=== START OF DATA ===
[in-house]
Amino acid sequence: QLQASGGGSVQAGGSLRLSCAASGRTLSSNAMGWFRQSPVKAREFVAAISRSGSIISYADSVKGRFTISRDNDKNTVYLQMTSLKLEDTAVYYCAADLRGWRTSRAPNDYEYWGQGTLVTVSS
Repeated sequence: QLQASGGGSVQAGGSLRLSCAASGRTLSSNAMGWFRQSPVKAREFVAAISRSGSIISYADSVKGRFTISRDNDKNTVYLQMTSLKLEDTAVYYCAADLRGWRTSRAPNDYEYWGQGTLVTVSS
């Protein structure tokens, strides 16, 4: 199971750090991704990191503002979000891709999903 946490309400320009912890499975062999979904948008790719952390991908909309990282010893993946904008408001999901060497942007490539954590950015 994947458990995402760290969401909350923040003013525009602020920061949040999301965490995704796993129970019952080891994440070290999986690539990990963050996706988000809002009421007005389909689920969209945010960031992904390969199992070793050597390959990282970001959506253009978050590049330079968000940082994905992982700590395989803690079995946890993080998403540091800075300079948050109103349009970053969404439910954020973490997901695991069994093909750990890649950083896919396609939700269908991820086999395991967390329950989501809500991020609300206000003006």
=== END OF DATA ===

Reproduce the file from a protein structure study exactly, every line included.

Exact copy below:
[in-house]
Amino acid sequence: QLQASGGGSVQAGGSLRLSCAASGRTLSSNAMGWFRQSPVKAREFVAAISRSGSIISYADSVKGRFTISRDNDKNTVYLQMTSLKLEDTAVYYCAADLRGWRTSRAPNDYEYWGQGTLVTVSS
Repeated sequence: QLQASGGGSVQAGGSLRLSCAASGRTLSSNAMGWFRQSPVKAREFVAAISRSGSIISYADSVKGRFTISRDNDKNTVYLQMTSLKLEDTAVYYCAADLRGWRTSRAPNDYEYWGQGTLVTVSS
């Protein structure tokens, strides 16, 4: 199971750090991704990191503002979000891709999903 946490309400320009912890499975062999979904948008790719952390991908909309990282010893993946904008408001999901060497942007490539954590950015 994947458990995402760290969401909350923040003013525009602020920061949040999301965490995704796993129970019952080891994440070290999986690539990990963050996706988000809002009421007005389909689920969209945010960031992904390969199992070793050597390959990282970001959506253009978050590049330079968000940082994905992982700590395989803690079995946890993080998403540091800075300079948050109103349009970053969404439910954020973490997901695991069994093909750990890649950083896919396609939700269908991820086999395991967390329950989501809500991020609300206000003006």